Hyperinflation Ratios Spin Out of Control; Impose Glass-Steagall While We Still Can
February 17, 2013 • 10:34AM

In a recent article headlined "Credit Supernova!" Bill Gross, the managing director of PIMCO, the world's largest bond trading company, warned that the global financial system was about to explode like a supernova. Gross accurately pointed to one of the symptoms of the hyperinflationary bailout bubble that has been created since the demise of FDR's Bretton Woods System in 1971:

"In the 1980s, it took $4 of new credit to generate $1 of real GDP. Over the last decade, it has taken $10, and since 2006, $20 to produce the same result." Gross aptly described this as "a monster that requires perpetually increasing amounts of fuel, a supernova star that expands and expands, yet, in the process begins to consume itself."

But even leaving aside the fact that Gross is clueless as to the cause of the crisis, let alone of a viable solution, what he described as what we might call worsening "gearing ratios," is actually only the tip of the iceberg. As he himself admitted in a footnote to the article, the debt figures he used for his ratios include all U.S. government, corporate, and household debt—but "does not include 'shadow' debt."

That so-called "shadow" debt is actually the gigantic derivatives and other speculative bubbles which make up total global financial aggregates—the third curve in Lyndon LaRouche's famous "Triple Curve" graph—and which have been growing far more rapidly than simple debt. In fact, the "gearing ratio" of total global financial aggregates to U.S. debt, has been growing even more rapidly than the "gearing ratio" of debt to GDP.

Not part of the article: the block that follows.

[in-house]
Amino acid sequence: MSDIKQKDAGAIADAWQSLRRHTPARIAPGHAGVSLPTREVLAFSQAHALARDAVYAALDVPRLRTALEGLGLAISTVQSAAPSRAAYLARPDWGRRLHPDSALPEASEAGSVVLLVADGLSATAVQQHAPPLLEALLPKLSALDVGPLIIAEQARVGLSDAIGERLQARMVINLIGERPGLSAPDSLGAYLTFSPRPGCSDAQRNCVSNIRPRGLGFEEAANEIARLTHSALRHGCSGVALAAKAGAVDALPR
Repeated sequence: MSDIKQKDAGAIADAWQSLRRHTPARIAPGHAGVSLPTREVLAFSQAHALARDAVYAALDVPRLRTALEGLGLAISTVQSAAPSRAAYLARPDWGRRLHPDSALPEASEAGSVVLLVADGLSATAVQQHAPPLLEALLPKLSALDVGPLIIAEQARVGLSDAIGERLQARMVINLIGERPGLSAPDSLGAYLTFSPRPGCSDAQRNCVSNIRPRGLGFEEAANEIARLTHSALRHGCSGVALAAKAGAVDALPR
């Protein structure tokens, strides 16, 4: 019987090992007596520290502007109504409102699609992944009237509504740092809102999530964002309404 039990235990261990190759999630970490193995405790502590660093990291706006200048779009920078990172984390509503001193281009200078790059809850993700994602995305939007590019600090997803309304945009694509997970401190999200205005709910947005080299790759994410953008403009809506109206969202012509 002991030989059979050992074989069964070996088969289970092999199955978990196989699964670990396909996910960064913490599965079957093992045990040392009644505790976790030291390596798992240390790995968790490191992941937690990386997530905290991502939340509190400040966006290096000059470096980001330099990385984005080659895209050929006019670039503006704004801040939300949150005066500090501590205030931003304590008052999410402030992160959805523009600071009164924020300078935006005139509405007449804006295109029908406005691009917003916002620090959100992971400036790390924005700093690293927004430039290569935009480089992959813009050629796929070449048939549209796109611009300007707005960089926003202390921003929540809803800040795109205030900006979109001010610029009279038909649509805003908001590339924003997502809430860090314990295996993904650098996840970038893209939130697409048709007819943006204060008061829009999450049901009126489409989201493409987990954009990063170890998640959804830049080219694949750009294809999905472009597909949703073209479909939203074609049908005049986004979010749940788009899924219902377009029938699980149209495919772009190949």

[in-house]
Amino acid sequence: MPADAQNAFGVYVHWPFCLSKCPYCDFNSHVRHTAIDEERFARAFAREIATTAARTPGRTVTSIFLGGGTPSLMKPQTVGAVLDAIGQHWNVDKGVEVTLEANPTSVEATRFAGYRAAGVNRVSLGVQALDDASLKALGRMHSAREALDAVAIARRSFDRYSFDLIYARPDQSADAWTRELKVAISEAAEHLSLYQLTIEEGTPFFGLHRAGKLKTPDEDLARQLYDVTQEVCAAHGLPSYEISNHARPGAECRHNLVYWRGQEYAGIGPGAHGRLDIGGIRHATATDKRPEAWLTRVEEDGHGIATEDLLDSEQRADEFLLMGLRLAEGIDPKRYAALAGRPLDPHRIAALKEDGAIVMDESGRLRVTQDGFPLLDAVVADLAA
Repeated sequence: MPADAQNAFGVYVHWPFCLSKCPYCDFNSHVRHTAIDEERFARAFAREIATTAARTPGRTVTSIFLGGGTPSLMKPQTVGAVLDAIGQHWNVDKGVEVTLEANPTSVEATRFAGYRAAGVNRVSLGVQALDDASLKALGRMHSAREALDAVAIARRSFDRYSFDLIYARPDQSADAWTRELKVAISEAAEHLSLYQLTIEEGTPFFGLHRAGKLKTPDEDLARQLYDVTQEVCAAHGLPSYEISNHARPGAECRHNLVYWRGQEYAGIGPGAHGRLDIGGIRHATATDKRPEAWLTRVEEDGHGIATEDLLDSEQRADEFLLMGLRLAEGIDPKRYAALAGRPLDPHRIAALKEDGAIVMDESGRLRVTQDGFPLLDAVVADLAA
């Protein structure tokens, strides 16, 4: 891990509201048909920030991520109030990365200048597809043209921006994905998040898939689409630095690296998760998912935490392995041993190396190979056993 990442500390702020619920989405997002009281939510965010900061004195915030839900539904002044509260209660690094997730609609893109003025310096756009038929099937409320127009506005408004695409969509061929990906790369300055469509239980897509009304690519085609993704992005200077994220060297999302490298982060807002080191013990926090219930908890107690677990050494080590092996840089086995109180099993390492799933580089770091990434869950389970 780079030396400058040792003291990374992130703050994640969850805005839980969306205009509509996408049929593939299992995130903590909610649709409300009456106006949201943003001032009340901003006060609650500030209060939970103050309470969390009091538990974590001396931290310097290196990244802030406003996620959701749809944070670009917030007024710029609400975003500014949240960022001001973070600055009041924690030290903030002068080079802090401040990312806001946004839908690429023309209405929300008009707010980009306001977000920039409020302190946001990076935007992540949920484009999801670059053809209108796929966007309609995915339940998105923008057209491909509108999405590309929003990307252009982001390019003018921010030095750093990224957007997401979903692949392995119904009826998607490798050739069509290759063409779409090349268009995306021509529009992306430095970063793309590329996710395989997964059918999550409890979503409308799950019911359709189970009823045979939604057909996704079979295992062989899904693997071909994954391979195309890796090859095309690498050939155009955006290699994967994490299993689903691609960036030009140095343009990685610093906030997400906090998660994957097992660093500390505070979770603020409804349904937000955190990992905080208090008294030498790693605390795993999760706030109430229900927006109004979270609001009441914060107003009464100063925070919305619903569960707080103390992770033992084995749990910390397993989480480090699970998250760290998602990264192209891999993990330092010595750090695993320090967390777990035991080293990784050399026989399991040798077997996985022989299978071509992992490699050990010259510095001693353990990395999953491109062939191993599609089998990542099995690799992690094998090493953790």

So, if it took $4 of new debt to generate $1 of GDP in 1985, it took $10 of global financial aggregates for the $1 in GDP. By 2012, the debt "gearing ratio" had grown fivefold, requiring $20 in debt to produce $1 in GDP. But the financial aggregates "gearing ratio" had grown fifty-fold, so it now requires $500 in financial aggregates for each $1 increase in GDP!

And mind you, GDP itself is a phony, bloated measure of productive economic activity. The fact is that real physical- economic output has been collapsing, as growing ratios of financial assets have been fed to the "credit supernova."

This is the symptomology of a hyperinflationary policy gone amok. The cancer has not only taken over the body; it is now consuming itself.